The current study was undertaken to examine the novel hypothesis that superficial and deep depots of subcutaneous abdominal adiposity, defined anatomically by a fascial plane that divides the two depots and differing in histological characteristics (22), might also differ in regard to their association with insulin resistance. The findings clearly indicate that strong differences do exist. Superficial SAT manifests a powerful relation to plasma leptin but a weak association with insulin resistance, and in these and other respects, it follows a pattern observed for thigh subcutaneous adipose tissue, a depot generally regarded as a weak determinant of insulin resistance. In contrast, the deep subcutaneous adipose tissue of the abdomen manifests a robust relation to IR and other key aspects that define the insulin resistance syndrome (e.g., blood pressure, fasting insulin, and lipids); moreover, it does so in a pattern nearly identical to that observed for visceral adiposity. Therefore, from the perspective of understanding body composition and insulin resistance, these results indicate that it is not accurate to “lump” these two differing adipose tissue depots into a single category, but instead it may be useful to “split” the depots in accord with the anatomic demarcation of the fascial plane (18).

In the surgical literature of the past decade, more specifically that related to the procedure of liposuction, there have been a number of reports on the fascial plane within subcutaneous adipose tissue of the abdomen and at other sites (3, 15, 22, 28). This follows by many decades earlier reports on the presence of a fascial plane in subcutaneous abdominal adipose tissue that was recognized by dissection methods in humans and other species (20). Moreover, while the superficial adipose tissue has a well defined framework of vertically oriented closely spaced septa dividing the adipose tissue's relatively small lobules, the septal structure of the deeper adipose layer is less well defined, and the adipose tissue is more loosely organized (28). However, these distinctions have not been scrutinized in regard to their potential impact upon obesity-related IR, despite sustained interest during the past several decades in the role of truncal obesity.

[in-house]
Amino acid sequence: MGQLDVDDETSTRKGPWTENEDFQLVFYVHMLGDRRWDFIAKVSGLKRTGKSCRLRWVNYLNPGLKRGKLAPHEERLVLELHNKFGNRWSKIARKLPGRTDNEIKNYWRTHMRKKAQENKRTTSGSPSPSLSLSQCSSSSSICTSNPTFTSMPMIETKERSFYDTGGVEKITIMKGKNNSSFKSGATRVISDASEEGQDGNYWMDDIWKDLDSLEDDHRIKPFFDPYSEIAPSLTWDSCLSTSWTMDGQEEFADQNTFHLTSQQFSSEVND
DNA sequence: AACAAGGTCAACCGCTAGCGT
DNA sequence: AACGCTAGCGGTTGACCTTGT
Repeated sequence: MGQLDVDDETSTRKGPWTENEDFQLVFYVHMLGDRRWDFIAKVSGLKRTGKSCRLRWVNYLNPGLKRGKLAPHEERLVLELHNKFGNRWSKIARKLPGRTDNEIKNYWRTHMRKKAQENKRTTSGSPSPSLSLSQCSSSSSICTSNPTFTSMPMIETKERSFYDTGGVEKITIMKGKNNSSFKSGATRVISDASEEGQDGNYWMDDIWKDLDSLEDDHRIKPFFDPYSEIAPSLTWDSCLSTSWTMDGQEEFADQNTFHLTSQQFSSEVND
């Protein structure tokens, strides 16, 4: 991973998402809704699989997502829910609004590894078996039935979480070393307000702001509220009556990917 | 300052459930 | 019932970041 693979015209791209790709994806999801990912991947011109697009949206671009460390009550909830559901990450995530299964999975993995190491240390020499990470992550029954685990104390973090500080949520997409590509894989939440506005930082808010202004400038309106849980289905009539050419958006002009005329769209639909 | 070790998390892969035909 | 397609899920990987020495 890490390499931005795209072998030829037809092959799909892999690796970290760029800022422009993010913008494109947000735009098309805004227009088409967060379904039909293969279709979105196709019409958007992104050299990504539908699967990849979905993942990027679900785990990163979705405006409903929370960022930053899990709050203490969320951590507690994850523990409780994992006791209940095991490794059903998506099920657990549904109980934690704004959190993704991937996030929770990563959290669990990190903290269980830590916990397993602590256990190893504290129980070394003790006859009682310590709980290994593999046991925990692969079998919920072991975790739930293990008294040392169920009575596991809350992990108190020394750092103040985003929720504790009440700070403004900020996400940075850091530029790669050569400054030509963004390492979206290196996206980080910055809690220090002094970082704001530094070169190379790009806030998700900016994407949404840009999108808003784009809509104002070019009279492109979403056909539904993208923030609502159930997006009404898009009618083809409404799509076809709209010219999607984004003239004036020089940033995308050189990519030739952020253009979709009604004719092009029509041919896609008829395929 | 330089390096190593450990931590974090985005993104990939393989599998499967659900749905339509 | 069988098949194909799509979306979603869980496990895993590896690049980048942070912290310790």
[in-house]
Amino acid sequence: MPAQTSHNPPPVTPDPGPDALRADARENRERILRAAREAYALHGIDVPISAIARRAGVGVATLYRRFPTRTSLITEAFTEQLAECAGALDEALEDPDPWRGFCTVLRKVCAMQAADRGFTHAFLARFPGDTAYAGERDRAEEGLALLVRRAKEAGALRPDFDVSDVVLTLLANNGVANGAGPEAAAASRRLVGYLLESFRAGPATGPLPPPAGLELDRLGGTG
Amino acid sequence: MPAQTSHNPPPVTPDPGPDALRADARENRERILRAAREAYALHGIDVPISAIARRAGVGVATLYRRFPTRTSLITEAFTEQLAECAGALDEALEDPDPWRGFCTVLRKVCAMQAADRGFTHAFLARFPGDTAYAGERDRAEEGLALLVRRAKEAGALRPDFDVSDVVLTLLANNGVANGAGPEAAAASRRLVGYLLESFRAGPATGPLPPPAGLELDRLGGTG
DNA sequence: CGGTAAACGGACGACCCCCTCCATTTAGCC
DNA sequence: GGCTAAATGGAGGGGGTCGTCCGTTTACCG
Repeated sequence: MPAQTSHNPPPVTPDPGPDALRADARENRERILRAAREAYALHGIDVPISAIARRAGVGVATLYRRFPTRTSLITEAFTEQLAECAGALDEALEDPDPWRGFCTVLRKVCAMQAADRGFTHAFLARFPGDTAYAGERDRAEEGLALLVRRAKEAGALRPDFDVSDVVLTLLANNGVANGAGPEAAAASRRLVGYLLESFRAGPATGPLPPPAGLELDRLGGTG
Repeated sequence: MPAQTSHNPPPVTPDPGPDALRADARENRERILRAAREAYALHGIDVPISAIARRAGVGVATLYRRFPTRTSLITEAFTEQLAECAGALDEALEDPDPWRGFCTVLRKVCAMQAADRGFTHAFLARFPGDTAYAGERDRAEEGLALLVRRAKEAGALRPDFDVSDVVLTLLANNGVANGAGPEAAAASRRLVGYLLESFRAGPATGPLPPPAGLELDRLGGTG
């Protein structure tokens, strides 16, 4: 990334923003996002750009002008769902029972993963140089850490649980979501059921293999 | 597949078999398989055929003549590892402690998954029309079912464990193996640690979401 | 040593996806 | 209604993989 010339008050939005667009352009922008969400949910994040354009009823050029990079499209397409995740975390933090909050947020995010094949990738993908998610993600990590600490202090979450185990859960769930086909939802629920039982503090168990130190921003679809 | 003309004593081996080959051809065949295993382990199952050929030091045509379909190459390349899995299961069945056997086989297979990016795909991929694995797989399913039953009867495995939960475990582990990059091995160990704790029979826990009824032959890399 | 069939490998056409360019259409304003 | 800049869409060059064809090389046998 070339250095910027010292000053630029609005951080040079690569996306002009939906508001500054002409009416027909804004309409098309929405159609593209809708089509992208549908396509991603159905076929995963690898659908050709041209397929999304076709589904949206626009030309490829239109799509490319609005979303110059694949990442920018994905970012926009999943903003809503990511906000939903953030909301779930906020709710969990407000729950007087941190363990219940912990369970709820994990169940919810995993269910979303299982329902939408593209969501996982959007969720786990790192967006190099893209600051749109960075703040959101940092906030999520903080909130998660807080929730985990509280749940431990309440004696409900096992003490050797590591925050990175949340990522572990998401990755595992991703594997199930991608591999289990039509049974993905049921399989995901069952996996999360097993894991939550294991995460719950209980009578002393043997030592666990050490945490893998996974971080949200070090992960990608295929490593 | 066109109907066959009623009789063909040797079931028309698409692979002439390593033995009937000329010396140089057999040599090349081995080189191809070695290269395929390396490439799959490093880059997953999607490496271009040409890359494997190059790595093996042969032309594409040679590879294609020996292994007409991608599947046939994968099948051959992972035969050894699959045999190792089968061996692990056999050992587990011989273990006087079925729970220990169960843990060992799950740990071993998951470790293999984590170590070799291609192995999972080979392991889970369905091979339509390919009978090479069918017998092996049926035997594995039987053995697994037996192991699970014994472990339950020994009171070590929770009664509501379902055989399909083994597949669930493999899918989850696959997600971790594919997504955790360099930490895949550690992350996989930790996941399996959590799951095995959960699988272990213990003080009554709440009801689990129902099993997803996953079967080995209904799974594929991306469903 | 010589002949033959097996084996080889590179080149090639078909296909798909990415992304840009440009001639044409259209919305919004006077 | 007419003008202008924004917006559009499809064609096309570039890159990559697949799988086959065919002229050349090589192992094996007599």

Our interest in the potential metabolic significance of deep vs. superficial subcutaneous abdominal adipose tissue was stimulated by the report of Misra et al. (29). These investigators reported that subcutaneous fat located in the posterior half of the abdominal wall was more strongly related to IR than was subcutaneous abdominal fat located anteriorly. The explanation suggested for this curious observation was that posterior subcutaneous adipose tissue may largely represent the deep subcutaneous depot, although the investigators were not able in their study to measure the two depots directly. In the current study, the hypothesis that deep subcutaneous abdominal adipose tissue is associated with IR is confirmed; moreover, in also confirming that approximately three-fourths of the deep subcutaneous adipose tissue was found in the posterior half of the abdominal wall, our findings provide insight into the observations of Misra et al.

In the current study, visceral adipose tissue had a strong (negative) correlation with insulin resistance as measured by the euglycemic insulin infusion method. Moreover, visceral adipose tissue was associated with blood pressure, fasting insulin, and lipids in a pattern entirely consistent with numerous previous reports indicating the correlation of visceral adiposity with the insulin resistance syndrome (5, 8, 14, 36). The novel finding is that, in all these respects, deep subcutaneous abdominal adipose tissue mirrored those relationships found for visceral adiposity. Indeed, deep subcutaneous abdominal and visceral adipose tissue content was independently associated with insulin resistance. In recent years, despite the strong body of data linking insulin resistance to visceral adiposity, some debate has arisen regarding the relative importance of subcutaneous abdominal adipose tissue. Two studies by Abate and colleagues (1, 2), in which insulin sensitivity was determined by the “gold standard” glucose clamp method and abdominal adipose tissue volumes were carefully measured by MRI, yielded the provocative finding that subcutaneous abdominal adiposity was of greater importance than visceral adiposity. A recent study from our laboratory yielded similar results (17). These studies appeared to conflict with previous studies that had emphasized the importance of visceral adiposity (7, 8, 14,31). Based on the current findings of the starkly different associations found for deep vs. superficial subcutaneous adipose tissue, we believe that this controversy can now be substantially resolved.